The involvement of opioid receptor activation during ischemia-reperfusion is somewhat controversial. While it is generally accepted that activation of the δ-opioid receptor (DOR) is cardioprotective, and may indeed be an important mediator of ischemic preconditioning, the role of the κ-opioid receptor (KOR) is less well understood. To this end, we examined three different KOR agonists and their effects upon infarct size and arrhythmia development. Male Sprague-Dawley rats were subjected to 30 minutes of occlusion followed by 90 minutes of reperfusion. Opioid receptor agonists were administered 10 minutes before the onset of ischemia, while the opioid antagonists were given 20 minutes before occlusion. Untreated rats exhibited an infarct size (IS/AAR%) of 52.4 ± 2.7%. Pretreatment with the DOR agonist, BW373U86, limited infarct development to 37.2 ± 1.8%, which was reversed by the selective DOR antagonist, BNTX. All three KOR agonists studied, U50,488, ICI 204,448, and BRL 52537 significantly reduced infarct size to levels comparable to that of BW373U86. The infarct-sparing effects of U50,488 and ICI 204,448 were abolished by the selective KOR antagonist, nor-BNI. Nor-BNI failed to inhibit the cardioprotective effects of BRL 52537. Furthermore, U50,488 and BRL 52537, but not ICI 204,448, significantly reduced the incidence of arrhythmias. These effects were not blocked by nor-BNI.
These data demonstrate that KOR activation provides a similar degree of infarct size reduction as DOR activation. KOR agonists also reduced arrhythmogenesis; however, these responses appear to be independent of KOR activation.
Myocardial binding studies demonstrate that κ- and δ-opioid receptors (KORs and DORs, respectively) are present on adult ventricular myocytes of rats and humans, 1,2 while μ-opioid receptors are absent.
Schultz et al 3 first reported that activation of opioid receptors may induce acute cardioprotection. Following these initial studies, exogenous opioids have been shown to afford cardioprotection against both stunning and infarction. 4,5 Similarly, it has been reported that endogenous opioids have a role in the triggering and maintenance of both early and delayed preconditioning against myocardial infarction.
Opioid antagonists, both non-selective and selective for the DOR, have been demonstrated to attenuate the cardioprotective effects of ischemic preconditioning (IPC) in both rat and rabbit hearts. 6,7 Moreover, subtype selective δ1 opioid receptor (D1OR) agonists have been shown to provide pronounced cardioprotective actions in both intact animals and isolated myocytes via activation of Gi/o proteins, protein kinase C, and the mitochondrial KATP channel. 5,8 The cardioprotective effects provided by DOR activation manifest immediately following receptor activation and reappear 24 to 48 hours posttreatment in rats and rabbits. 9,10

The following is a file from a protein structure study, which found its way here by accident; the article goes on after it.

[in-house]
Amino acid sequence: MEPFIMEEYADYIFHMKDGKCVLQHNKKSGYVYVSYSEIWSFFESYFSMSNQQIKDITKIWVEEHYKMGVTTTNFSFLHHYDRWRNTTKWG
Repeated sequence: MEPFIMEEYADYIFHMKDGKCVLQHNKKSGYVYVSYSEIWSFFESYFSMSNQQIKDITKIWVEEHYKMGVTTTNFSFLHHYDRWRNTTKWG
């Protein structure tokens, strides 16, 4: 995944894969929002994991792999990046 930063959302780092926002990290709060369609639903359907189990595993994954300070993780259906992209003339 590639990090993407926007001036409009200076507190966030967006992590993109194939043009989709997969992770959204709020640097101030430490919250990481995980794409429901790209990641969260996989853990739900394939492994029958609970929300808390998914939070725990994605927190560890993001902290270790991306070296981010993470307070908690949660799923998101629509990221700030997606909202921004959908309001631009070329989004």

While it is generally accepted that DOR activation affords cardioprotection, data regarding the KOR are conflicting with many papers reporting cardioprotection from KOR activation while others report no effect or protection after KOR blockade. While KOR activation appears not to be involved in acute IPC, recent data suggest that activation of the KOR is indeed protective in an isolated rat model. 11 Furthermore, treatment with the KOR agonist U50,488 leads to a preconditioning-like effect in isolated myocytes. 12 However, Huh et al 13 showed no protection via KOR in isolated chick myocytes while Aitchison et al 14 demonstrated that stimulation of KOR augmented infarct development. Indeed the data provided by Aitchison et al are supported by several earlier reports examining the arrhythmogenic effects of KOR agonists in which these compounds were shown to exacerbate ischemia/reperfusion-induced arrhythmias while KOR antagonists were found to attenuate arrhythmogenesis. Furthermore, it has been suggested that some of the actions of KOR agonists are due to direct effects on ion channels, independent of KOR activation.
Therefore, in light of the controversies surrounding the effects of KOR activation in the ischemic myocardium, the goal of this study was to examine and compare the effects of 3 selective KOR agonists, U50,488, ICI 204,448, and BRL 53527, on infarct size and the incidence of arrhythmias in an intact rat model of myocardial infarction.